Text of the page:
I don't think there's one widely accepted definition of what constitutes "excellent" knowledge of C++.
It tends to be difficult to come up with a clean answer to what would constitute "good", "excellent", "superb", (etc.) knowledge of any language, framework, platform, or what have you. In many cases it's particularly difficult to draw a clean line between knowledge that's really useful, and basically knowing a lot of trivia.
This is particularly true in the case of something like C++ that's been around to decades, applied in many different ways and written in many different styles over that time. There's an almost frightening amount somebody could learn about the language that's almost entirely unrelated to using it to solve problems well. Knowing all the rules of things like overload resolution or partial ordering of function templates is only likely to be useful if you're trying to hire somebody to work on a compiler (or something very similar). I've used C++ since it first became reasonably widely available, and have yet to use (or even want) partial order of function templates in real code.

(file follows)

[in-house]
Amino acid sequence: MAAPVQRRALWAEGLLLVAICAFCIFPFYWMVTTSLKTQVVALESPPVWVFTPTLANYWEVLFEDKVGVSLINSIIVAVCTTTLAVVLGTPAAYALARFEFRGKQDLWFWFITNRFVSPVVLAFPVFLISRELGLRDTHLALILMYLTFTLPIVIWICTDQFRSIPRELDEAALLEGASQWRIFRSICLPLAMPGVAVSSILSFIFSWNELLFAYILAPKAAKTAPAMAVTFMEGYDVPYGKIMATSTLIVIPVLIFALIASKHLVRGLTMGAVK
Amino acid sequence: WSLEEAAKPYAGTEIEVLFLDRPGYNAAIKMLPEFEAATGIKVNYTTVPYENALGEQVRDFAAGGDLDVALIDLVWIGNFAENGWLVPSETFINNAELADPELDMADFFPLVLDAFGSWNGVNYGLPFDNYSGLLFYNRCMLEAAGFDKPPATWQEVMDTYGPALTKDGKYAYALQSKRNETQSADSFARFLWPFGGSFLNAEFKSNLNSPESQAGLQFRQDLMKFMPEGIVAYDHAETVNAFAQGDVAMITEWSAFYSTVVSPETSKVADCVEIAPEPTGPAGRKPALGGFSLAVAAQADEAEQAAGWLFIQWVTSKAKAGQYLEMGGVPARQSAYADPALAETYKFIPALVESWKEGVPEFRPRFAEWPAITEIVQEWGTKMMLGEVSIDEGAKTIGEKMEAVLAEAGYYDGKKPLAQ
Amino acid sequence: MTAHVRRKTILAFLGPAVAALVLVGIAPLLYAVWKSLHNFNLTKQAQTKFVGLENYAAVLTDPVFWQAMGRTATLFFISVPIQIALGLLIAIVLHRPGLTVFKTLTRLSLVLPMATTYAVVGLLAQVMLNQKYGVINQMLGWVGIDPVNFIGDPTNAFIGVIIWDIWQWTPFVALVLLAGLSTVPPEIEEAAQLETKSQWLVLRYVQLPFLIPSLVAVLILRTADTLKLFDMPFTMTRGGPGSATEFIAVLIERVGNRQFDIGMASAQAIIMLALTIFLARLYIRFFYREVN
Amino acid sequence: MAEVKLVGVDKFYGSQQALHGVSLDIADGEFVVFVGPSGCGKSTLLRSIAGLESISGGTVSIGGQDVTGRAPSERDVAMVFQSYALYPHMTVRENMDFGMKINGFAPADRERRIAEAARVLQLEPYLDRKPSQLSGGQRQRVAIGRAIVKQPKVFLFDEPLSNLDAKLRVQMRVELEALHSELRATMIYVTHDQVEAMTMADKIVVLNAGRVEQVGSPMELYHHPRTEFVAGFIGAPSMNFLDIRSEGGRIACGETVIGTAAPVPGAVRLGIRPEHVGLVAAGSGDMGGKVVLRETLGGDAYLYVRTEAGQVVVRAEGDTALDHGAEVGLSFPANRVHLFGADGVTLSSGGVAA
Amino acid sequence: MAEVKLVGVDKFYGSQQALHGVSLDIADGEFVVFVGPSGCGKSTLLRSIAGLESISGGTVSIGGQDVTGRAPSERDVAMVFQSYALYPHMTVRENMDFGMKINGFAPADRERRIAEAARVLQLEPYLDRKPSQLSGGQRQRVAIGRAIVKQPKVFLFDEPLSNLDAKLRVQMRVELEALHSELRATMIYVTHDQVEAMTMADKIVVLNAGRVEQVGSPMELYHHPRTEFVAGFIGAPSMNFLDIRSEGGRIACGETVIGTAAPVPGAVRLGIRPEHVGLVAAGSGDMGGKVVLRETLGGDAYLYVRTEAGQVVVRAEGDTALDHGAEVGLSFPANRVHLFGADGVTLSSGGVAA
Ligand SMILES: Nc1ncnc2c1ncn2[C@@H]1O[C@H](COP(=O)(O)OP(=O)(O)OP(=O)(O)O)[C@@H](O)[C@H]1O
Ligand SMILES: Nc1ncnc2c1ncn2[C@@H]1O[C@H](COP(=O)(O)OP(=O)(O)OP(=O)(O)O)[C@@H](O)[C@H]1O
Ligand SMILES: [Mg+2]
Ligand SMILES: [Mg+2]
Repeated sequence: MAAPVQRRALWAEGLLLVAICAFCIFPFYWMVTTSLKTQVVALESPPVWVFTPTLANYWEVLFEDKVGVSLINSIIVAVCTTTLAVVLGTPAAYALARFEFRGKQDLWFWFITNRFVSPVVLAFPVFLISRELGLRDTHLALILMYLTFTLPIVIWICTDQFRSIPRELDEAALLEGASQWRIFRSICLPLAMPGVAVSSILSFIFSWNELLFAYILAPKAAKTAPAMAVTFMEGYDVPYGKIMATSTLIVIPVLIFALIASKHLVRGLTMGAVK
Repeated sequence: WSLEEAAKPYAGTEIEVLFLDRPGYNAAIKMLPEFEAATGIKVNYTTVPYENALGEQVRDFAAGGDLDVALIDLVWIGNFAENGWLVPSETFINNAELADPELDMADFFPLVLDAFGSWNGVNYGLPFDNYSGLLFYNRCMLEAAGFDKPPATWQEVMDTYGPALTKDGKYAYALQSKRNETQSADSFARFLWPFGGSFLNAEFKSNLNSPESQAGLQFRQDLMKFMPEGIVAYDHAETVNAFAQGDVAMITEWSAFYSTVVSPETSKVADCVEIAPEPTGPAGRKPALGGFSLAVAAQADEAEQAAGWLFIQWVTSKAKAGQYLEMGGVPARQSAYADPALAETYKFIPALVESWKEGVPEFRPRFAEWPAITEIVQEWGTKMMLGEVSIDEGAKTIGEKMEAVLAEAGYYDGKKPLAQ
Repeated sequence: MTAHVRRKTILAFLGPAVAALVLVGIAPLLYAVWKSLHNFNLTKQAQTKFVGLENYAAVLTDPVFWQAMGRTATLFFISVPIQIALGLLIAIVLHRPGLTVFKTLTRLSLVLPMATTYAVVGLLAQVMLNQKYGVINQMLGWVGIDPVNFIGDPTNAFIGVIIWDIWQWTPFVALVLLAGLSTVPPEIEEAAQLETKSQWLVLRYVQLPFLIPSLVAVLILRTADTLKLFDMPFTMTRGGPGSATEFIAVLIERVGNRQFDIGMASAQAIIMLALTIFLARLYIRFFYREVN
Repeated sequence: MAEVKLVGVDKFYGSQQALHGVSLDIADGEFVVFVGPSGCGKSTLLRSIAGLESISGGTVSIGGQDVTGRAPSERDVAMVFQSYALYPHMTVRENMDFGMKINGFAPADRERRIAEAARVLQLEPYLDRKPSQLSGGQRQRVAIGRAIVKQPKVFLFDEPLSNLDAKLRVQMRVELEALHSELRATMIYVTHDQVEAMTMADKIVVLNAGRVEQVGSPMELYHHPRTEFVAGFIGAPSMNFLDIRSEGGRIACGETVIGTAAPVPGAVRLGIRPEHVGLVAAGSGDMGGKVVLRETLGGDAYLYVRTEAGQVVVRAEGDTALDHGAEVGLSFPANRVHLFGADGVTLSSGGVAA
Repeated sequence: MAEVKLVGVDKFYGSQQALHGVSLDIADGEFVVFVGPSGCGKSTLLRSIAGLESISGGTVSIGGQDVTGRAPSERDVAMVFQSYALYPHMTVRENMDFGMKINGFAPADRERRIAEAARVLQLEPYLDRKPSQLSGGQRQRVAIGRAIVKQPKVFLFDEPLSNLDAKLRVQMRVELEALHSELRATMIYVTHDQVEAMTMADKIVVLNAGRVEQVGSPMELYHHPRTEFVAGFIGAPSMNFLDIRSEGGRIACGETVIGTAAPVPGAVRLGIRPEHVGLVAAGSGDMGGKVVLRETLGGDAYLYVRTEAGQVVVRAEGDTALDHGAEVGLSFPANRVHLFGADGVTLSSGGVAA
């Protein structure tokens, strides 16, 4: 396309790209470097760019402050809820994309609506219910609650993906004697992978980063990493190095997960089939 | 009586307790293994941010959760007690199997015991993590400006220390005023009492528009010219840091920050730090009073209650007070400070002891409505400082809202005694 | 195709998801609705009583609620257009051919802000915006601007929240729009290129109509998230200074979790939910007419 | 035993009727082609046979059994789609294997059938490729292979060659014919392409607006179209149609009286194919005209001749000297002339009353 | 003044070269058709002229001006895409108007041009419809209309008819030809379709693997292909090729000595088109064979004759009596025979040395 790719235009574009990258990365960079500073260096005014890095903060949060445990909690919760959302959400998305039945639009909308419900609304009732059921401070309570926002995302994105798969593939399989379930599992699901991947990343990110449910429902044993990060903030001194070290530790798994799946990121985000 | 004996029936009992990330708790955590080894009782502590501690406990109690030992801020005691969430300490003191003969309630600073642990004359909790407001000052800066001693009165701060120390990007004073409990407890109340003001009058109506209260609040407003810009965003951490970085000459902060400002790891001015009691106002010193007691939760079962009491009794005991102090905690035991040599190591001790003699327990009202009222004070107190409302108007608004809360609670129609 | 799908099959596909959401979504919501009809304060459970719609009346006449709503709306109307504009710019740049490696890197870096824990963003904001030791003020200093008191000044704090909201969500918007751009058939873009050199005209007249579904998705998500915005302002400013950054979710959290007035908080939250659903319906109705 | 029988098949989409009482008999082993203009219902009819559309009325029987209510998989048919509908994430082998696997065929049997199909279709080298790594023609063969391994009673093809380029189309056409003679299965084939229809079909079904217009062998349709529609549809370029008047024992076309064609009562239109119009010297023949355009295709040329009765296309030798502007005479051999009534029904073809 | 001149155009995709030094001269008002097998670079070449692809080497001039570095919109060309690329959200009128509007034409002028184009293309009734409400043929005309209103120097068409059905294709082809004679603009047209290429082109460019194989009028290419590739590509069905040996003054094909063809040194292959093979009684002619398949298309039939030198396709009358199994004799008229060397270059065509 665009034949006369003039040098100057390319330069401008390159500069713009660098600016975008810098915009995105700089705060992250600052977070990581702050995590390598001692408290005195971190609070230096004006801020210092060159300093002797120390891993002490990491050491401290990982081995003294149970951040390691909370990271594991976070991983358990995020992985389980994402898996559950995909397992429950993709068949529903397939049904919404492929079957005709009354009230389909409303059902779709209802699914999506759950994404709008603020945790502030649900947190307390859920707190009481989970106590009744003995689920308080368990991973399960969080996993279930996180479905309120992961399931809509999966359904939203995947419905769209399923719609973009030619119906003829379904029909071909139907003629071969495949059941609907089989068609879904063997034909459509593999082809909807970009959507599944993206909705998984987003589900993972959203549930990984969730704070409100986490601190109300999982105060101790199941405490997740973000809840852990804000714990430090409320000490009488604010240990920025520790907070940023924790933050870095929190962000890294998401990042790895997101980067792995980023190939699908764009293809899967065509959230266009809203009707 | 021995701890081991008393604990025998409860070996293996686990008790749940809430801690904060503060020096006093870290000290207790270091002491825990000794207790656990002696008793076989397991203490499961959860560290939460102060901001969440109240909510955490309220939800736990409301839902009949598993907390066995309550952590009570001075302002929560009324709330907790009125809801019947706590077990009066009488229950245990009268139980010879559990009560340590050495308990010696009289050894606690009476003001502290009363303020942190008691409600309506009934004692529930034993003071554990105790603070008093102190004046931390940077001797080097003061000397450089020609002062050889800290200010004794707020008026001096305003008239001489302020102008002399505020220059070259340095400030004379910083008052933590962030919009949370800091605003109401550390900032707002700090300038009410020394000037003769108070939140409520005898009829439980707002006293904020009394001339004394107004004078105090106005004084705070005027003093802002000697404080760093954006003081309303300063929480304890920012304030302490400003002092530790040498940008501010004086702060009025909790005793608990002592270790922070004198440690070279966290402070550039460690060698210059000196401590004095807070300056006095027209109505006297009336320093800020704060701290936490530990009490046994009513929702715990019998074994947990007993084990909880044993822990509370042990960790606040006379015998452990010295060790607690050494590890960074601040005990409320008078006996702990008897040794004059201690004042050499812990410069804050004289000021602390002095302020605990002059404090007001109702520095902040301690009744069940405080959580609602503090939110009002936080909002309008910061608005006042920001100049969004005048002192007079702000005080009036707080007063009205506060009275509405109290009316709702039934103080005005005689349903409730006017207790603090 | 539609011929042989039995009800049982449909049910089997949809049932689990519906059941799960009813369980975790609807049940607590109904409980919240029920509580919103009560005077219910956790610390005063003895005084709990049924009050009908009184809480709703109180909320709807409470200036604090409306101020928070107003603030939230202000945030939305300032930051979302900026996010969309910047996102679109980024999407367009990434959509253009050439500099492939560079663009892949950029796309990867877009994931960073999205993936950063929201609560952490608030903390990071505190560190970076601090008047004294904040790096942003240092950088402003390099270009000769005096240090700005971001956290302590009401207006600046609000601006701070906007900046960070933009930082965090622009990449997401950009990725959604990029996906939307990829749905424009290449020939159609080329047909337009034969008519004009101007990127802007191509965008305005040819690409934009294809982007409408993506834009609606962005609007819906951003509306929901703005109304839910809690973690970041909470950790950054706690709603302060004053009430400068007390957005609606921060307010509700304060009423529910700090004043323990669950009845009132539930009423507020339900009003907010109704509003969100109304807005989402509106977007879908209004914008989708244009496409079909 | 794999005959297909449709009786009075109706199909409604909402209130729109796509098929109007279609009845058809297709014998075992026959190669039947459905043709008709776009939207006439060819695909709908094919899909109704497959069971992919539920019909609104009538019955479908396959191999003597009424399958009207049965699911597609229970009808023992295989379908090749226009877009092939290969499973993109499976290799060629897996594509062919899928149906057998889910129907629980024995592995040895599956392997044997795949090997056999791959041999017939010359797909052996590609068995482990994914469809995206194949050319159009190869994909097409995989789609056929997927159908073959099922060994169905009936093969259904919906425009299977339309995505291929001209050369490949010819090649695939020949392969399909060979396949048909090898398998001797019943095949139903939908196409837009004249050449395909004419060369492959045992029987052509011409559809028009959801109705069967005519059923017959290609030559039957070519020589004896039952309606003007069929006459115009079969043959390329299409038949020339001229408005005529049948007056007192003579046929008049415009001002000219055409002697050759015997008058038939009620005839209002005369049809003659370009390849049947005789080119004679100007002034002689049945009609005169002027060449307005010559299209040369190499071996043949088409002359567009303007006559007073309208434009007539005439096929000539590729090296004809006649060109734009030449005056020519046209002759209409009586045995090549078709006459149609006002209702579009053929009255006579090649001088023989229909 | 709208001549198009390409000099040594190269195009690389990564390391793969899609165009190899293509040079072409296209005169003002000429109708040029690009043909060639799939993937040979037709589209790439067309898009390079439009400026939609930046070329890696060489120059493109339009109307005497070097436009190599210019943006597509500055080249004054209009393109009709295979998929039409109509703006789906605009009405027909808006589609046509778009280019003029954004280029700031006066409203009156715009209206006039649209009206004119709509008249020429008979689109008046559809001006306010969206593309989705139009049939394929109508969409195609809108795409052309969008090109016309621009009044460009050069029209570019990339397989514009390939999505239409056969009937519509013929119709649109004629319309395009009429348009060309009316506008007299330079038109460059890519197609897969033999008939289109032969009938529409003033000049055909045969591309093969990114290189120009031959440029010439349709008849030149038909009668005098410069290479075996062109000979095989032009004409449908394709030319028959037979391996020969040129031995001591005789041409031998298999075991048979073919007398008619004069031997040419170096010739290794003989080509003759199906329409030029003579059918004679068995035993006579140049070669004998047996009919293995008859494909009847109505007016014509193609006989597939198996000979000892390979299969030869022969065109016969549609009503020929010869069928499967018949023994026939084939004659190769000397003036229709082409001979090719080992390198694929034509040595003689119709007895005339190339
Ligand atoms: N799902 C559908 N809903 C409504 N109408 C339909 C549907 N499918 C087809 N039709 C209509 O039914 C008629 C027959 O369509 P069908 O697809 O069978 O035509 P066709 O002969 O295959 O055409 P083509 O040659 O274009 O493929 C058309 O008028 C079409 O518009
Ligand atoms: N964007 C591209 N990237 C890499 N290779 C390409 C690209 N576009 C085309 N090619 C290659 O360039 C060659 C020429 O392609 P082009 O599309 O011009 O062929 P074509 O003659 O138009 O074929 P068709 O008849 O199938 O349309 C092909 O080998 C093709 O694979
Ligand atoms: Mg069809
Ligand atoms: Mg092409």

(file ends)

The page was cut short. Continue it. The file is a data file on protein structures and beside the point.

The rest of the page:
Though not technically responsive to the question asked, I hasten to advise anybody who includes such requirement in job ads to try to keep some balance in mind. I think excessive emphasis is often placed on programming languages, at the expense of things like problem solving ability and general algorithms. Knowing a programming language well helps one to express solutions well, but is usually of minimal help (at best) in designing the solution itself. A great solution poorly expressed will virtually always beat a mediocre solution, not matter how well it's expressed.